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. Last Updated: 07/27/2016

A 'Day of Caring' for Moscow's Kids

Saturday was a special morning for 30 disabled children, some of whom rarely get a chance to leave Akademichesky, a school for children with neurological disorders. As part of the United Way's annual Day of Caring, volunteers from American Express took the children and their parents to Moscow's Cat Theater.

Milaslavna, 9, and her sister Vesilina, 8, day students at Akademichesky, drank Pepsi with gusto and alternately sat on their father's lap as they watched the cat antics wide-eyed. Milaslavna's favorite part of the show was the white cat that walked on a mirrored ball pushing it across the stage.

"They live isolated," Sergei Bugaev, president of Akademichesky's sponsoring board, said of the majority of the children at the school. "Unfortunately we don't take them out much. There are logistical problems of transportation and many of the kids have psychological problems. Their reaction today is good. They are so lively. It's nice to see -- it's like a small holiday for them."

All over Moscow last weekend, for two days various similar "small holidays" went on simultaneously as part of the United Way's annual "Day of Caring." About 120 volunteers from 10 Western businesses spent time with a total of 580 kids from various Moscow orphanages and hospitals.

Nancy Galloway, director of United Way, said she hopes that these one-day outbursts of charitable activity will act as an impetus for people to get involved with charities on a more regular basis.

"We hope that out of these one-day encounters, longer term relationships will be formed," Galloway said. "We've also found that people who volunteer tend to give more money," she added.

As a result of an earlier Day of Caring, for example, the international accounting firm Coopers & Lybrand formed a one-year relationship with Moscow's Cancer Institute. They raised and donated money to pay for medications and went back to visit the children.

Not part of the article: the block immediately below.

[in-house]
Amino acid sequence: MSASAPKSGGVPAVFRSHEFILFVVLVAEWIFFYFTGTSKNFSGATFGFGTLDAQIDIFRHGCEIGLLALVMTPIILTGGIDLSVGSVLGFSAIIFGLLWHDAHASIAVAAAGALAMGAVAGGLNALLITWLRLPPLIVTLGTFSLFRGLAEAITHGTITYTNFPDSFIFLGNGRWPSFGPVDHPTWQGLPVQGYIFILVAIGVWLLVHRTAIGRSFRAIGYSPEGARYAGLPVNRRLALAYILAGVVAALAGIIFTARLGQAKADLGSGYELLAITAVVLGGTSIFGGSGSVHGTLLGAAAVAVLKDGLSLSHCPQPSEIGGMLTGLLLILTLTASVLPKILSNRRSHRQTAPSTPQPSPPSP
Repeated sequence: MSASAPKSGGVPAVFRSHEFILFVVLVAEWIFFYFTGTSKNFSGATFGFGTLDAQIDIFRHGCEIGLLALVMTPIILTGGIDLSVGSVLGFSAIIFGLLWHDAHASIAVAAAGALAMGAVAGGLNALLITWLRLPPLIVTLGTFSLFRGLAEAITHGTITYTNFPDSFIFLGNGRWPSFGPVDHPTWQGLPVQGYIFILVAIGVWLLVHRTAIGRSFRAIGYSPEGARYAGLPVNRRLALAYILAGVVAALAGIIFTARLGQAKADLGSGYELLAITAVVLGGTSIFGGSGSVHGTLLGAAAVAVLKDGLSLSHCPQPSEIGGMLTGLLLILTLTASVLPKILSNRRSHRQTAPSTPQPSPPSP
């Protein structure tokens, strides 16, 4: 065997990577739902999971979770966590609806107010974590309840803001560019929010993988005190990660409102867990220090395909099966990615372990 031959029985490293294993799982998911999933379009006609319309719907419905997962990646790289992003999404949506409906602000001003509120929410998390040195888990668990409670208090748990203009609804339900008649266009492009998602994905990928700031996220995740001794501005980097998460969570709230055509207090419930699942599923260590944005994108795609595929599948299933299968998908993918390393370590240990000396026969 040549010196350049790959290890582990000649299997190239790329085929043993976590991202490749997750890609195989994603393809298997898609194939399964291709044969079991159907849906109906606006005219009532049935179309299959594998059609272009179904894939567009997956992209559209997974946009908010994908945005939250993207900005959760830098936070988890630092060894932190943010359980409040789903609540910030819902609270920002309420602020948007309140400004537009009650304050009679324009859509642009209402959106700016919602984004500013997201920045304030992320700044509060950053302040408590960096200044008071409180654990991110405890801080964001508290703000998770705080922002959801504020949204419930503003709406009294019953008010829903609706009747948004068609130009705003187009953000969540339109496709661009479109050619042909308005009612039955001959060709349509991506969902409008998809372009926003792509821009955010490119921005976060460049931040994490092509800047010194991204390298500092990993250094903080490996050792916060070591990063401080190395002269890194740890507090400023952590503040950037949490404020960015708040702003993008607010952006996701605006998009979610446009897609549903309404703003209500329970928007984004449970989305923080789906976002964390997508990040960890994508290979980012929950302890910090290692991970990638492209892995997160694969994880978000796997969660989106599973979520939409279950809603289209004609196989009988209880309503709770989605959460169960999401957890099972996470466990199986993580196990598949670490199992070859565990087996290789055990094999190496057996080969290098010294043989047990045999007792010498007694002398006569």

This year's event has also spawned some relationships. The Baker and McKenzie law firm is planning a trip back to the Cancer Institute to visit the children employees met to distribute pictures they took. And the Day of Caring will also kick off a one-year sponsorship between Exxon and Orphanage No. 12.

Last Saturday, seven volunteers from Exxon, which has donated $5,000, spent the day at the orphanage with 30 children under 4 years old as part of planned regular visits. They distributed Russian-made toys and clothing and sat with the children as a clown performed.

Peter Cohn, a financial administrative manager at Exxon, said the party was a very positive experience for Exxon employees. "We wanted more than just to give money. We wanted to have some involvement where we could have some personal interaction," Cohn said.

The majority of the volunteers in Moscow's fourth Day of Caring were expatriates -- mainly Galloway said because Western companies and organizations participated. The companies involved this year included AES Transport, American Express, Baker & McKenzie, DRT, Exxon, Touro College, Vinlund Transport, and USAID.

But Galloway said a growing number of volunteers were Russian, mostly employees of Western companies. One of her goals for the Day of Caring is to instill a spirit of volunteerism back into Russia.

"Under the communists there was no charity," Galloway said. "It was seen as something needed by a failing capitalistic society. Volunteerism had a different connotation as well -- it existed but not of your free will.

"We're trying to restore the notion of freely done volunteer activity and to show that it has a wider impact on society and can be a joyful experience rather than a sheer burden of labor," she said.

Galloway is already planning for the next Day of Caring in October which "will involve all sorts of volunteer opportunities on all different levels," she said. "So people can work not just with children but with the elderly and teens."

The United Way is organizing a 5- and 10-kilometer cross-country ski-a-thon Feb. 17 in which sponsors donate money for each kilometer skied. Contributions go to organizations serving pensioners and the disabled. To participate call United Way at 208-8514.